Precision farming is a farming management concept based on observing, measuring and responding to inter and intra-field variability in crops. Crop variability typically has both a spatial and temporal component which makes statistical/computational treatments quite involved.
⇒ Precision agriculture is changing the way farmers and agribusinesses view the land from which they reap their profits.
⇒ Precision agriculture is about collecting timely geospatial information on soil-plant-animal requirements and prescribing and applying site-specific treatments to increase agricultural production and protect the environment.
⇒ Where farmers may have once treated their fields uniformly, they are now seeing benefits from micromanaging their fields. Precision agriculture is gaining in popularity largely due to the introduction of high technology tools into the agricultural community that are more accurate, cost effective, and user friendly.
⇒ Many of the new innovations rely on the integration of on-board computers, data collection sensors, and GPS time and position reference systems.
This technique is strictly based on the Global Positioning System (GPS), which was initially developed by U.S. defence scientists for the exclusive use of the U.S. Defence Department.
How it is done?
A filed is divided into management zones called grids on the basis of soil pH, nutritional status, pest infestation, yield rates, and other factors that may affect crop production. The management decisions are based on the requirements of each zone. The tools such as GIS, GPS, etc. are used to control zone inputs. With the use of GPS, exact location for a particular management decision can be found. For example a farmer mounts a GPS device on the tractor while applying the fertilizers or pesticides. Crop yield can also be monitored to create maps that show the high and low production areas of a field for improved management decisions.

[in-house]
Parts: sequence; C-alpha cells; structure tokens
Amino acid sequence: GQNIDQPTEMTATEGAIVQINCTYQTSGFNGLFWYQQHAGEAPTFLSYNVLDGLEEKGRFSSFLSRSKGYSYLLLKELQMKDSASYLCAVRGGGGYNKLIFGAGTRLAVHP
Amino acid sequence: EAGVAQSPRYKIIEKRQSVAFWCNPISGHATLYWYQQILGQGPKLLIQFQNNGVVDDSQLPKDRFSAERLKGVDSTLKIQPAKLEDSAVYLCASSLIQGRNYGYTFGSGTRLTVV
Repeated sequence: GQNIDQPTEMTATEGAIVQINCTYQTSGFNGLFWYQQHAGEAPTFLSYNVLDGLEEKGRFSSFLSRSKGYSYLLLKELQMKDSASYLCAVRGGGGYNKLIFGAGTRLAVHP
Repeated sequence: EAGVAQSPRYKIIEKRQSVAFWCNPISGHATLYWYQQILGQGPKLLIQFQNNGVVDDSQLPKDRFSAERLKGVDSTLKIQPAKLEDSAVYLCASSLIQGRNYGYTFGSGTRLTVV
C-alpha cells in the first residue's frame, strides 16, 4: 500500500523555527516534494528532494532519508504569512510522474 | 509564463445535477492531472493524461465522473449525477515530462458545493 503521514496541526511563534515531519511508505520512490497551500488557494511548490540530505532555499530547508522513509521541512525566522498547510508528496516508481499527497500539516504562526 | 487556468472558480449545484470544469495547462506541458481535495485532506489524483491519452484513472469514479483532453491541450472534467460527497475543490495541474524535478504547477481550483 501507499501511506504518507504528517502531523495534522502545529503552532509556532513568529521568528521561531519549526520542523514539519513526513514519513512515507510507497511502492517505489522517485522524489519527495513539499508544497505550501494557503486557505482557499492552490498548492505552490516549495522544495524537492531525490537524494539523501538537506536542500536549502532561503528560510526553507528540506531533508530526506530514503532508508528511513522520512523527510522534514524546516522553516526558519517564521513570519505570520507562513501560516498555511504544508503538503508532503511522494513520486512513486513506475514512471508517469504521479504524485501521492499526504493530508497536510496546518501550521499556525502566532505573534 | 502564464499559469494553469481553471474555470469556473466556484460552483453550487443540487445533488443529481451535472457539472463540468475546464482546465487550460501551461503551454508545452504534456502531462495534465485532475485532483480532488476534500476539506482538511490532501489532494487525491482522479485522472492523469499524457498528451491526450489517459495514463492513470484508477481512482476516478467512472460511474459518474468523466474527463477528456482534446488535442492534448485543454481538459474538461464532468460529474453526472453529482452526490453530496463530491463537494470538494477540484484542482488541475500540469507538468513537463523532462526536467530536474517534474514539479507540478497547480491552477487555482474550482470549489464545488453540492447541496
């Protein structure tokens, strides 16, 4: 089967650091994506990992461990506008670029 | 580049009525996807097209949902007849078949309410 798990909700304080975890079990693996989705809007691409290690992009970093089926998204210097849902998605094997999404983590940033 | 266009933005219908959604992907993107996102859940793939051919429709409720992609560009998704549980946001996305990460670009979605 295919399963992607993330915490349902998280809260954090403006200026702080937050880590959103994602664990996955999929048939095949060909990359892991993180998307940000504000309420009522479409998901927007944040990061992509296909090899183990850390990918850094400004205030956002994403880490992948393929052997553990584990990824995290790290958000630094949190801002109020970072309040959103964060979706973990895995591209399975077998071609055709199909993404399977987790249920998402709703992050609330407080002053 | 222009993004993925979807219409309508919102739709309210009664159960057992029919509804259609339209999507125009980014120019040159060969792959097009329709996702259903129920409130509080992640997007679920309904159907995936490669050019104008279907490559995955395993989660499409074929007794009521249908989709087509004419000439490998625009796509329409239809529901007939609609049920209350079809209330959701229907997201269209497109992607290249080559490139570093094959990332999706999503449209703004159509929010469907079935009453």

Technologies used in Precision Agriculture
Mapping & Data Collection
- Maps generation is the first step in Precision Farming. The maps measure spatial variability and provide the basis for controlling spatial variability.
- Mapping is done with data collection in the filed related to various spatial variables such as soil type, soil nutrition status, crop density, infestations etc.
- The data is collected using soil probes and other such tools. Mapping and data collection can be done using the RS, GIS and manual inputs.
Global Positioning System (GPS) receivers
- The GPS satellites broadcast the signals that allow the GPS receivers to compute their location. The information is provided while in motion.
- Having precise location information at any time allows soil and crop measurements to be mapped.
- The grain yield monitors measure and record the yield of the crop, which is essential for making sound management decisions.
- If the yield maps are used properly, they would provide important feedback in determining the inputs such as fertilizer amendments, seed, pesticides and cultural practices including tillage and irrigation.
- Remote sensing refers to collection of data from a distance. The data sensors can simply be hand-held devices, mounted on aircraft or satellite-based. The remote sensing provides information about the crop health, moisture, nutrients, compaction, crop diseases etc.
- For example, the near infrared images that are highly correlated with healthy plant tissue can be recorded in the cameras.
- RS also provides information about the in-season variability that affects crop yield and extent of crop stress.
Geographic information systems (GIS)
- Geographic information systems (GIS) use feature attributes and location data to produce maps.
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